This is my "sometime" Movie Blog. I love two things (among others); movies, and writing. So why, I ask myself, do I not blog more frequently about movies? Part of the answer might be in the fact that I am really moved to write a blog posting when I see a movie that really, well, moves me. Such is the case with Sicario.
The title of this blog posting relates to a film I absolutely loved, Zero Dark Thirty which I blogged about when it came out. Why do I connect these two? Because the excellent thriller Sicario shares much of its DNA with that Kathryn Bigelow-helmed flim.
Sicario at first blush seems to be a straightforward thriller where the good guys/girls are after the Bad Guy: with Zero, Osama Bin Laden and with this film a fictional Mexican Drug Lord who, like Bin Laden is the epitome of pure evil. Straight out of Central Casting, really. I say "seems to be" because in neither film are the reasons the main characters are pursuing the Bad Guy as simple as they first appear. Refer to my previous post for more on Zero's complex motivations, but with Sicario part of the film's accomplishment is how deftly it layers in the various players, and motivations to make the actual reason why the Bad Guy is being pursued far from simple. In fact, in both films the Nemesis being pursued doesn't even appear, if at all, until the final reel, which adds to the mystery and, dare I say, the ambiguousness of the pursuit itself.
Another commonality with Zero, and another reason I love this film is summed up in two words: girl power. Sicario is suffused with Machismo, from the testosterone-infused law-enforcement personnel to the less anonmymous main characters -- Benicio Del Toro's very mysterious quasi-agent, Josh Brolin's even more mysterious possible CIA operative -- the entire film is like teenage video game fantasy: Grand Theft Droga if you will. Yet, there is Emily Blunt's Phoneix drug detective (or DEA agent? It is never really clear) and she is not just the moral through line of the film, but really the energy that drives it forward. Blunt's character arc is Sicario, as Jessica Chastain's was in Zero.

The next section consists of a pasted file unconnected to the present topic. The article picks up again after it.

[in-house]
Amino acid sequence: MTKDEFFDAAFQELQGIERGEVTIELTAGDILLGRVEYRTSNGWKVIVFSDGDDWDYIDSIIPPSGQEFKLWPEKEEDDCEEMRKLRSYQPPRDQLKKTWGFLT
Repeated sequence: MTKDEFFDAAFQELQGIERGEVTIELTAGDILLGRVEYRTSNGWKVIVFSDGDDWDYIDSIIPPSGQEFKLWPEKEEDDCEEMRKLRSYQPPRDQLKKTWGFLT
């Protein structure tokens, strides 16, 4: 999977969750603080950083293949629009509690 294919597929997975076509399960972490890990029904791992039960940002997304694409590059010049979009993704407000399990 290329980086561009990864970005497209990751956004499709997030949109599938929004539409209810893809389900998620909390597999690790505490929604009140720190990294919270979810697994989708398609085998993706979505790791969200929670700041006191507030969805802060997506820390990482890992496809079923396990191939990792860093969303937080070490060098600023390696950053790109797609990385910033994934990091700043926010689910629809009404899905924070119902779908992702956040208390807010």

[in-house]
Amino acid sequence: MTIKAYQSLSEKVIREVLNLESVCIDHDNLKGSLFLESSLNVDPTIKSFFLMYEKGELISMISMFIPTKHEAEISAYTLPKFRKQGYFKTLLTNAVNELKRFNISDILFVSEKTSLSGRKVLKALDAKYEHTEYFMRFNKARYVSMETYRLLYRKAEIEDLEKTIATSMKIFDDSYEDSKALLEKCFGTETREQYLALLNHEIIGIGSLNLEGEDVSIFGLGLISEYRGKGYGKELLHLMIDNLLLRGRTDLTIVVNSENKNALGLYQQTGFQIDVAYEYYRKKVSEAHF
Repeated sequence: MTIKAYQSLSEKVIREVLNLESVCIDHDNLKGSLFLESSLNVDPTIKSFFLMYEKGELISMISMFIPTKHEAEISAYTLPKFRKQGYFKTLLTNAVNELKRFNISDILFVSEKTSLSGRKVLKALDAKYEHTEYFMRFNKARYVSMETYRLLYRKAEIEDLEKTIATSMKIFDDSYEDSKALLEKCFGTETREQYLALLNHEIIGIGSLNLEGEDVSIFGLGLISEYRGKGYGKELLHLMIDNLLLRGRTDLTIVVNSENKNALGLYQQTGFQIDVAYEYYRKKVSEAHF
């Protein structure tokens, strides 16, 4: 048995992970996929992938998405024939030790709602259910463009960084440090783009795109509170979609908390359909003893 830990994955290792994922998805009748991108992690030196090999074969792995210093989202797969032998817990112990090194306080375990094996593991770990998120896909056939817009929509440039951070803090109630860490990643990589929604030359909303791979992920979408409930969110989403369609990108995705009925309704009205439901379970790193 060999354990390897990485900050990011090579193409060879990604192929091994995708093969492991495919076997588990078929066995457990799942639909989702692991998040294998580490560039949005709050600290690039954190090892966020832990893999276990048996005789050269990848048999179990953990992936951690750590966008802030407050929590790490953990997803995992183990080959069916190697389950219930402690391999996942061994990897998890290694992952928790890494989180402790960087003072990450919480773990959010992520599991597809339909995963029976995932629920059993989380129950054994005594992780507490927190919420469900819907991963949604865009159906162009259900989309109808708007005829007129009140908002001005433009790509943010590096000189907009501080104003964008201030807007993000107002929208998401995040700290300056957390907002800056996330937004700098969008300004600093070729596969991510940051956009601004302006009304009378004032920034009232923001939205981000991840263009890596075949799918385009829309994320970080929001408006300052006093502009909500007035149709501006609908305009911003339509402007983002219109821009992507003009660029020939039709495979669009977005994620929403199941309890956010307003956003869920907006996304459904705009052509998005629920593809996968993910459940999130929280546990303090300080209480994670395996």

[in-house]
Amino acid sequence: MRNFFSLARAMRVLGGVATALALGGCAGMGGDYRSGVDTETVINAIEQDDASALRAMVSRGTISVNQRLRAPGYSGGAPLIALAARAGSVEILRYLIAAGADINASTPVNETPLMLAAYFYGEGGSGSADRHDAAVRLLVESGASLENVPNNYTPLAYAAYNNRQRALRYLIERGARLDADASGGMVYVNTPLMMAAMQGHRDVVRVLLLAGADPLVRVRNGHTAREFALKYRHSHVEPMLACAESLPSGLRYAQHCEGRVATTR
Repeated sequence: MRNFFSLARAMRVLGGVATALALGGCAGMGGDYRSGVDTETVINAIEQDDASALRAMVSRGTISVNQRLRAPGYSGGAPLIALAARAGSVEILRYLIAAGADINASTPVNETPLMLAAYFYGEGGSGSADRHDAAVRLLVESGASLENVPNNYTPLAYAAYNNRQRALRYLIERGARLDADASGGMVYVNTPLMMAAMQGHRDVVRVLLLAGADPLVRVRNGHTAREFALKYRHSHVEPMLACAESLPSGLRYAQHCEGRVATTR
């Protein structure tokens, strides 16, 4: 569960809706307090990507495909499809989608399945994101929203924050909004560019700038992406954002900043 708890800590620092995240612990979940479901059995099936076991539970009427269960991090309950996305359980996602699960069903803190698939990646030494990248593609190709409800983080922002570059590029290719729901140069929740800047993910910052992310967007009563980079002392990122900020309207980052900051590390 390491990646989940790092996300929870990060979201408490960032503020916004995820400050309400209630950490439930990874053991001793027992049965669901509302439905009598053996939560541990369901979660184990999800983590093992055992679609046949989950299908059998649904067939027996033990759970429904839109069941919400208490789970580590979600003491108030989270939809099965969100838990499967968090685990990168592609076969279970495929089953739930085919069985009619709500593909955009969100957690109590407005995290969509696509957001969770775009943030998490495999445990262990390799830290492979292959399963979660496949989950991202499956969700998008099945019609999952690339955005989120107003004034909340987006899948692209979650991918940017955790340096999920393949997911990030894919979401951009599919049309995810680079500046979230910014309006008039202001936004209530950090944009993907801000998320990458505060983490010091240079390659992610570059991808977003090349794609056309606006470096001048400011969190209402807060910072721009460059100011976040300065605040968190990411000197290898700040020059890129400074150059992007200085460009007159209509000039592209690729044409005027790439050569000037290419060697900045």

And what an arc it is. From the remarkable opening scene where Blunt's character has her tidy little world literally blown open, through the harrowing, tension filled middle act where (no spoilers here) you are not sure she is going to survive this Bildungsroman, to the extremely ambivalent closing scene, Blunt's character is the measuring stick by which the actions of the other characters are assayed. Brolin is absolutely sensational as an almost robotic "DoD advisor" who seems to be calling the shots, and Del Toro is tyipically great in an Oscar-worthy turn as a former Medellin cartel member who seems to be: a) helping the U.S. Government nail a really, really nasty bad guy, or 2) pursuing his own agenda.
I don't like doing plot synopses in my reviews, so I won't here. Hopefully that is enough to get you intrigued. Johan Johanssen's fabulous score provides a driving, but dark emotional context that fleshes out the film's heavy questions, and Denis Villenueve's top-notch direction ties everything together very well, as, well, Bigelow did in Zero. May I take a moment to mention that I am a card-carrrying member of the Denis Villeneuve marching and shouting society? I loved two of his previous films: the remarkable serial-killer drama/thriller, Prisoner and the mind-bending indie sci-fi film Enemy with Jake Gyllenhaal.
Sicario was nominated for a few Golden Globes, and will probably get a handful of Oscar nods: film, supporting actor (Del Toro) and cinematography. I think the great Roger Deakins could win for his deft lens-work here, but the real crime against humanity will be if Emily Blunt is over-looked a Best Actress nod. She is just amazing. Girl power, indeed.